After making Distant Trumpet (1952) for Meridian Films, Fisher returned to Hammer for Mantrap (1953) with Henreid; Four Sided Triangle (1953) with Barbara Payton; Spaceways (1953), a science fiction story, with Howard Duff; Blood Orange (1953), a crime film with Tom Conway; Face the Music (1954) with Alex Nicol; Murder by Proxy (1954) with Dane Clark; A Stranger Came Home (1954) with Paulette Goddard.

He made Final Appointment (1954) outside Hammer with John Bentleys then went back to Hammer for Mask of Dust (1954) with Richard Conte. He made a comedy Children Galore (1955) with Eddie Byrne.

Final Appointment led to a sequel Stolen Assignment (1955) and another movie with Bentley, The Flaw (1955). Fisher then made two crime films: The Gelignite Gang (1956) and The Last Man to Hang? (1956).

The Curse of Frankenstein

Fisher's career changed forever when Hammer asked him to direct The Curse of Frankenstein (1957), their first horror colour film. It was a huge success and made stars of Peter Cushing and Christopher Lee, and really established "Hammer horror" as a genre.

Fisher was hired by Renown Pictures to make another crime thriller with an imported American star, Kill Me Tomorrow (1957) with Pat O'Brien (and a cameo from Tommy Steele). Hammer called him back for Dracula (1958), an even bigger hit than Frankenstein.

For the rest of his career, Fisher worked almost exclusively for Hammer. The Revenge of Frankenstein (1958) with Cushing was a sequel to Curse of Frankenstein. The Hound of the Baskervilles (1959), with Cushing, Lee and Andre Morrell, was an adaptation of the famous Sherlock Holmes novel given a Hammer horror slant.

Fisher directed Cushing and Lee in The Mummy (1959). He was meant to be reunited with both in The Man Who Could Cheat Death (1959), a remake of The Man in Half Moon Street (1945), but Cushing dropped out shortly before filming began and was replaced by Anton Diffring.

The Stranglers of Bombay (1959) was a different kind of Hammer horror - a story of the thugee cut in Imperial India starring Guy Rolfe. Fisher then directed a sequel to Dracula, The Brides of Dracula (1960) with Lee and David Peel. The Two Faces of Dr. Jekyll (1960) had Paul Massie in the title role and Lee in support; it was one of the first Hammer horrors to lose money.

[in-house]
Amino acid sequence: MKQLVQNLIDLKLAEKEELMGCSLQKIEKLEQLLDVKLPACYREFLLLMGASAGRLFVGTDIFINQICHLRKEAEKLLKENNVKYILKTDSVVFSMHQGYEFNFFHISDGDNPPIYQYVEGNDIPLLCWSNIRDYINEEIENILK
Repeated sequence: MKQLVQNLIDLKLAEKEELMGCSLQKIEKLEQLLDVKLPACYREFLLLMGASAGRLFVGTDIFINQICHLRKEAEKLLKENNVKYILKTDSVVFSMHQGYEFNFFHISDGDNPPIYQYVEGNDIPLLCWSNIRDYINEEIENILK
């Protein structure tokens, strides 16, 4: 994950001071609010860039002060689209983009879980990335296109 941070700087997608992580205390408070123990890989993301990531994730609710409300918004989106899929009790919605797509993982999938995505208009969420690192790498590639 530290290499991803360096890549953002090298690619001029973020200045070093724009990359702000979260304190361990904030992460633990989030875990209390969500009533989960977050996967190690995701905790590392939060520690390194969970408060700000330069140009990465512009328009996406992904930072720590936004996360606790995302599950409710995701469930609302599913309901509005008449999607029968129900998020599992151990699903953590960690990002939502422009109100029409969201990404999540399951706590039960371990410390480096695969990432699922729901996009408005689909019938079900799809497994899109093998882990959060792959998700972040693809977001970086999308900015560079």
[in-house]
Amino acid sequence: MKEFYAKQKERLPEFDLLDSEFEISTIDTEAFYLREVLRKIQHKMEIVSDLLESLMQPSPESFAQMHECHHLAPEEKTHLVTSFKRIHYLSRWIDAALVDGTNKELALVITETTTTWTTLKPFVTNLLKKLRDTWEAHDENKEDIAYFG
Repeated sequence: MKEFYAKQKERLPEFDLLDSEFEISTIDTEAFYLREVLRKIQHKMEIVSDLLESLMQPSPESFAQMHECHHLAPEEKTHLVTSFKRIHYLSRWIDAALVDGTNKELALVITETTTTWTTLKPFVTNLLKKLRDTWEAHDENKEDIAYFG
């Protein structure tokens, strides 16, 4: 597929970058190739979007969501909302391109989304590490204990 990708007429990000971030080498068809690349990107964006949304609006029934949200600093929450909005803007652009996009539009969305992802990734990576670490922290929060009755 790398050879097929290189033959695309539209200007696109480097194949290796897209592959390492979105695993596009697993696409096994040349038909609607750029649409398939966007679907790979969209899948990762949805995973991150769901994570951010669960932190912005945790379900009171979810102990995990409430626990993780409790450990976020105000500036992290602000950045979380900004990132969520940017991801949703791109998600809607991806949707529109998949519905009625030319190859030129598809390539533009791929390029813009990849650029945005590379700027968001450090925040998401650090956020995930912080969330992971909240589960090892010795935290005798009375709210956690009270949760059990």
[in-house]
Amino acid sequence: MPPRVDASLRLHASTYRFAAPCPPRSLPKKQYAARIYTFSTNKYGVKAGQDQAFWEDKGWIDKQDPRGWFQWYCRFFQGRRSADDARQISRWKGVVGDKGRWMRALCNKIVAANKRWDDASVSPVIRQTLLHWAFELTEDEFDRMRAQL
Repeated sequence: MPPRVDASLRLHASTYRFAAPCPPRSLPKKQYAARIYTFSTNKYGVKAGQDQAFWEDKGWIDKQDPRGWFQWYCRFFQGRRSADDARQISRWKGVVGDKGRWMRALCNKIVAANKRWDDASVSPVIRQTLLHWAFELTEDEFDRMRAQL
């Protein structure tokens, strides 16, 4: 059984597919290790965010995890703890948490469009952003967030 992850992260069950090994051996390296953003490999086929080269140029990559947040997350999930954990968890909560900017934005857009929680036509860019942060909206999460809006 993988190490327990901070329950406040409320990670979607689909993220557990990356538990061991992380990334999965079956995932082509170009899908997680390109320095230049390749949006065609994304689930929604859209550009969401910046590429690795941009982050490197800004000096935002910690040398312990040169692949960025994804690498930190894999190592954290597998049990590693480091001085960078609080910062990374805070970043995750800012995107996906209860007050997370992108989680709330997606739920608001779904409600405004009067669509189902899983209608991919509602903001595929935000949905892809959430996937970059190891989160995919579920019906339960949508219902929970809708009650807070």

Fisher had a complete change of pace for Hammer, directing Sword of Sherwood Forest (1960) with Richard Greene reprising his small screen role as Robin Hood. Oliver Reed was in this and Dr Jekyll and Fisher cast him in the lead of The Curse of the Werewolf (1961).

The Phantom of the Opera (1962) with Herbert Lom was one of Hammer's most expensive films but proved a box office disappointment. A Germany company hired Fisher to make his first movie outside Hammer for a number of years, Sherlock Holmes and the Deadly Necklace (1962), starring Christopher Lee as Sherlock Holmes.

Lippert Pictures used Fisher for The Horror of It All (1963), a horror comedy starring Pat Boone shot in England. Hammer reunited him with Cushing and Lee for The Gorgon (1964) then Lippert used him for The Earth Dies Screaming (1964).

Fisher directed Island of Terror (1966) for Planet Film Productions. Back at Hammer he worked with Lee on Dracula: Prince of Darkness (1966), a big hit and Frankenstein Created Woman (1967) with Cushing.

Plant Films used Fisher, Cushing and Lee on Night of the Big Heat (1967).

Final Films

Fisher and Lee made The Devil Rides Out (1968), a box office disappointment but now very highly regarded.

Fisher's last two films were for Hammer with Cushing: Frankenstein Must Be Destroyed (1970) and Frankenstein and the Monster from Hell (1972).


The following is a list of the theatrical films in which Terence Fisher received screen credit. Television productions are not included.


Terence Fisher Wikipedia